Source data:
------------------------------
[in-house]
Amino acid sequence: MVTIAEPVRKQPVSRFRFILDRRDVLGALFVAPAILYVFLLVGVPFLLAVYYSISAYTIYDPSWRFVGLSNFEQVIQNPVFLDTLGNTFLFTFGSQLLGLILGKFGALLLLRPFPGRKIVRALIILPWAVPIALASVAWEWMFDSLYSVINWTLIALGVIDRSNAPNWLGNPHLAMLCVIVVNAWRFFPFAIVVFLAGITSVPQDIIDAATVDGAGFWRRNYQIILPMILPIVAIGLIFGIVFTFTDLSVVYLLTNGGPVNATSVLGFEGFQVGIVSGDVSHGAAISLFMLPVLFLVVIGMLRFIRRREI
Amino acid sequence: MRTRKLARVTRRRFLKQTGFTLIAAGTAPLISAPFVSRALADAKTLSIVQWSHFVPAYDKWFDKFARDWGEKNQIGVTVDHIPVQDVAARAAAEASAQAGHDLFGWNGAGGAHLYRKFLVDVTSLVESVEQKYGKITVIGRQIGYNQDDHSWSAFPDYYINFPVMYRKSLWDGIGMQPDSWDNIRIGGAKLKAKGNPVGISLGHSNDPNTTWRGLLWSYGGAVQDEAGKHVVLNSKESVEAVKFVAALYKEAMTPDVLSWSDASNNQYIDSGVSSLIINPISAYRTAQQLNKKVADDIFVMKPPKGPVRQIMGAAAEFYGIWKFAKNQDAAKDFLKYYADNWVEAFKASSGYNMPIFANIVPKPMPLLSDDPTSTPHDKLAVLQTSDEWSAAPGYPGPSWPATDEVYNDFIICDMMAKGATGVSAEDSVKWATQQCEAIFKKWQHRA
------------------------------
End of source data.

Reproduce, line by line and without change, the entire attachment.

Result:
[in-house]
Amino acid sequence: MVTIAEPVRKQPVSRFRFILDRRDVLGALFVAPAILYVFLLVGVPFLLAVYYSISAYTIYDPSWRFVGLSNFEQVIQNPVFLDTLGNTFLFTFGSQLLGLILGKFGALLLLRPFPGRKIVRALIILPWAVPIALASVAWEWMFDSLYSVINWTLIALGVIDRSNAPNWLGNPHLAMLCVIVVNAWRFFPFAIVVFLAGITSVPQDIIDAATVDGAGFWRRNYQIILPMILPIVAIGLIFGIVFTFTDLSVVYLLTNGGPVNATSVLGFEGFQVGIVSGDVSHGAAISLFMLPVLFLVVIGMLRFIRRREI
Amino acid sequence: MRTRKLARVTRRRFLKQTGFTLIAAGTAPLISAPFVSRALADAKTLSIVQWSHFVPAYDKWFDKFARDWGEKNQIGVTVDHIPVQDVAARAAAEASAQAGHDLFGWNGAGGAHLYRKFLVDVTSLVESVEQKYGKITVIGRQIGYNQDDHSWSAFPDYYINFPVMYRKSLWDGIGMQPDSWDNIRIGGAKLKAKGNPVGISLGHSNDPNTTWRGLLWSYGGAVQDEAGKHVVLNSKESVEAVKFVAALYKEAMTPDVLSWSDASNNQYIDSGVSSLIINPISAYRTAQQLNKKVADDIFVMKPPKGPVRQIMGAAAEFYGIWKFAKNQDAAKDFLKYYADNWVEAFKASSGYNMPIFANIVPKPMPLLSDDPTSTPHDKLAVLQTSDEWSAAPGYPGPSWPATDEVYNDFIICDMMAKGATGVSAEDSVKWATQQCEAIFKKWQHRA